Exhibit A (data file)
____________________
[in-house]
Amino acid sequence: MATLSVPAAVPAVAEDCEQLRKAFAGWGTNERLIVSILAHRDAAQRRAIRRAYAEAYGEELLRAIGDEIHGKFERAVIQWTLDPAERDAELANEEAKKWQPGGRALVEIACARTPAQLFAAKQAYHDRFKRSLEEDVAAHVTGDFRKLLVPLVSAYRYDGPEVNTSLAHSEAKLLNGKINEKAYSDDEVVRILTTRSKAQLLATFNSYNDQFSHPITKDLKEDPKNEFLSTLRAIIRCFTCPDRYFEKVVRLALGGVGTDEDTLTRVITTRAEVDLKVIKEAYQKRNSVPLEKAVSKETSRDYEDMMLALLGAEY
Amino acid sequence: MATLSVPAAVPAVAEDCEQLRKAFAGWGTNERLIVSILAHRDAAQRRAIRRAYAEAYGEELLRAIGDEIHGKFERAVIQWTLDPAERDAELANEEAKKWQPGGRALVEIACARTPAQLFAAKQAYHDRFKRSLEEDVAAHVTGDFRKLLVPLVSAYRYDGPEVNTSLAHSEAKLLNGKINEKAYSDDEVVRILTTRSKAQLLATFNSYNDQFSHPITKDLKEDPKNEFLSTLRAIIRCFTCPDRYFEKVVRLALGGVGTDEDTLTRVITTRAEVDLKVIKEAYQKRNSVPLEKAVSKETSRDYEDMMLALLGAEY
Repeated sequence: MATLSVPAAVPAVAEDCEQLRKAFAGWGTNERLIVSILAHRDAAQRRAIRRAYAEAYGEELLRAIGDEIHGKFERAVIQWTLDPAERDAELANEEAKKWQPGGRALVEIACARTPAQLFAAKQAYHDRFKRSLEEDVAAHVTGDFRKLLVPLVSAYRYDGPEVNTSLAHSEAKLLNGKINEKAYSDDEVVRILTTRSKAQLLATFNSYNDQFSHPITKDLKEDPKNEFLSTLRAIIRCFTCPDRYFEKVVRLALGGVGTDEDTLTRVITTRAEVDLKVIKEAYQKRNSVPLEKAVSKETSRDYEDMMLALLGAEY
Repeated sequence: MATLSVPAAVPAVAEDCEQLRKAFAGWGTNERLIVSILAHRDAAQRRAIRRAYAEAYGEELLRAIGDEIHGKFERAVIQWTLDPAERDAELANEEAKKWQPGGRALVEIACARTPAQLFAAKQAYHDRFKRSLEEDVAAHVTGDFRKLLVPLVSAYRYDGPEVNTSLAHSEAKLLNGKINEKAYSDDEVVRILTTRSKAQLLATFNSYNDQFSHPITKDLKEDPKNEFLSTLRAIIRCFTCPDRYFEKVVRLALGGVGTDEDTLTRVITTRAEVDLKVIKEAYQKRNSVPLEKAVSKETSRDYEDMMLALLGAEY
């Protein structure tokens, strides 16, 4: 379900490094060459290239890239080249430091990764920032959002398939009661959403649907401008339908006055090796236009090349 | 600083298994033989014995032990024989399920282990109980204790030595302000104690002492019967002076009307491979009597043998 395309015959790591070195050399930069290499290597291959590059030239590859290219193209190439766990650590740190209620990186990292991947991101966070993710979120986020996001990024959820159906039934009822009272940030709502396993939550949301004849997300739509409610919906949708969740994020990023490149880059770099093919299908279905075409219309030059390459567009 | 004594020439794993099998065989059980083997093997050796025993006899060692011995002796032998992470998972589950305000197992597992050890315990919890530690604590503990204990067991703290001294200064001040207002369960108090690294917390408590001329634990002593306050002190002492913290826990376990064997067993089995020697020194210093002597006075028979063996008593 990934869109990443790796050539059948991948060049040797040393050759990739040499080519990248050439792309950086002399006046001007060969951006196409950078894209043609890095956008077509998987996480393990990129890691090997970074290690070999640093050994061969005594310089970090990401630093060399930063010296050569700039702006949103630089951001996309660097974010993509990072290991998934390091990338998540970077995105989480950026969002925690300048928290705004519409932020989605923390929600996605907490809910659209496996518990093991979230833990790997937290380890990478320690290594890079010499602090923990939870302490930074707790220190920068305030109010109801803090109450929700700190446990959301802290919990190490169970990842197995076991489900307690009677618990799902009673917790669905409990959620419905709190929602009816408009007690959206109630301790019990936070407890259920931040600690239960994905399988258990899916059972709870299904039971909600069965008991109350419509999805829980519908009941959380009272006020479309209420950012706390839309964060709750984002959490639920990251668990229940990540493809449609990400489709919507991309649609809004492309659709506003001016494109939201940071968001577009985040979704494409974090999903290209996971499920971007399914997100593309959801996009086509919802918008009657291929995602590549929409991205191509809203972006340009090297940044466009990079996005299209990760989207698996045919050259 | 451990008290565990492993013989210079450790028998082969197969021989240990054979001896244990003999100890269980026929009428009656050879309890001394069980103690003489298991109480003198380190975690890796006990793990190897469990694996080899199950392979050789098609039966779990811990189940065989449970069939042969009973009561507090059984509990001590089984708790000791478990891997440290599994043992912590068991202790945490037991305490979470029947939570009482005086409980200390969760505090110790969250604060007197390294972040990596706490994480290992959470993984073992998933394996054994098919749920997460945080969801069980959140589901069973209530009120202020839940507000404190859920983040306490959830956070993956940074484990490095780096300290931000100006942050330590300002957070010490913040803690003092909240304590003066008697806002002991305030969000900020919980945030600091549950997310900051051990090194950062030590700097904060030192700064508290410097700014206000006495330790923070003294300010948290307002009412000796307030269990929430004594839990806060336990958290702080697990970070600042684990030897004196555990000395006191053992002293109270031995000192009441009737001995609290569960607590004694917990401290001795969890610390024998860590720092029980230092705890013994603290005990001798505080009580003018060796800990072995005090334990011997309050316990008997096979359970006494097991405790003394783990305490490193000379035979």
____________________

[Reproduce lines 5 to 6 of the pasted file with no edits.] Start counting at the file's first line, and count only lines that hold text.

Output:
Repeated sequence: MATLSVPAAVPAVAEDCEQLRKAFAGWGTNERLIVSILAHRDAAQRRAIRRAYAEAYGEELLRAIGDEIHGKFERAVIQWTLDPAERDAELANEEAKKWQPGGRALVEIACARTPAQLFAAKQAYHDRFKRSLEEDVAAHVTGDFRKLLVPLVSAYRYDGPEVNTSLAHSEAKLLNGKINEKAYSDDEVVRILTTRSKAQLLATFNSYNDQFSHPITKDLKEDPKNEFLSTLRAIIRCFTCPDRYFEKVVRLALGGVGTDEDTLTRVITTRAEVDLKVIKEAYQKRNSVPLEKAVSKETSRDYEDMMLALLGAEY
């Protein structure tokens, strides 16, 4: 379900490094060459290239890239080249430091990764920032959002398939009661959403649907401008339908006055090796236009090349 | 600083298994033989014995032990024989399920282990109980204790030595302000104690002492019967002076009307491979009597043998 395309015959790591070195050399930069290499290597291959590059030239590859290219193209190439766990650590740190209620990186990292991947991101966070993710979120986020996001990024959820159906039934009822009272940030709502396993939550949301004849997300739509409610919906949708969740994020990023490149880059770099093919299908279905075409219309030059390459567009 | 004594020439794993099998065989059980083997093997050796025993006899060692011995002796032998992470998972589950305000197992597992050890315990919890530690604590503990204990067991703290001294200064001040207002369960108090690294917390408590001329634990002593306050002190002492913290826990376990064997067993089995020697020194210093002597006075028979063996008593 990934869109990443790796050539059948991948060049040797040393050759990739040499080519990248050439792309950086002399006046001007060969951006196409950078894209043609890095956008077509998987996480393990990129890691090997970074290690070999640093050994061969005594310089970090990401630093060399930063010296050569700039702006949103630089951001996309660097974010993509990072290991998934390091990338998540970077995105989480950026969002925690300048928290705004519409932020989605923390929600996605907490809910659209496996518990093991979230833990790997937290380890990478320690290594890079010499602090923990939870302490930074707790220190920068305030109010109801803090109450929700700190446990959301802290919990190490169970990842197995076991489900307690009677618990799902009673917790669905409990959620419905709190929602009816408009007690959206109630301790019990936070407890259920931040600690239960994905399988258990899916059972709870299904039971909600069965008991109350419509999805829980519908009941959380009272006020479309209420950012706390839309964060709750984002959490639920990251668990229940990540493809449609990400489709919507991309649609809004492309659709506003001016494109939201940071968001577009985040979704494409974090999903290209996971499920971007399914997100593309959801996009086509919802918008009657291929995602590549929409991205191509809203972006340009090297940044466009990079996005299209990760989207698996045919050259 | 451990008290565990492993013989210079450790028998082969197969021989240990054979001896244990003999100890269980026929009428009656050879309890001394069980103690003489298991109480003198380190975690890796006990793990190897469990694996080899199950392979050789098609039966779990811990189940065989449970069939042969009973009561507090059984509990001590089984708790000791478990891997440290599994043992912590068991202790945490037991305490979470029947939570009482005086409980200390969760505090110790969250604060007197390294972040990596706490994480290992959470993984073992998933394996054994098919749920997460945080969801069980959140589901069973209530009120202020839940507000404190859920983040306490959830956070993956940074484990490095780096300290931000100006942050330590300002957070010490913040803690003092909240304590003066008697806002002991305030969000900020919980945030600091549950997310900051051990090194950062030590700097904060030192700064508290410097700014206000006495330790923070003294300010948290307002009412000796307030269990929430004594839990806060336990958290702080697990970070600042684990030897004196555990000395006191053992002293109270031995000192009441009737001995609290569960607590004694917990401290001795969890610390024998860590720092029980230092705890013994603290005990001798505080009580003018060796800990072995005090334990011997309050316990008997096979359970006494097991405790003394783990305490490193000379035979």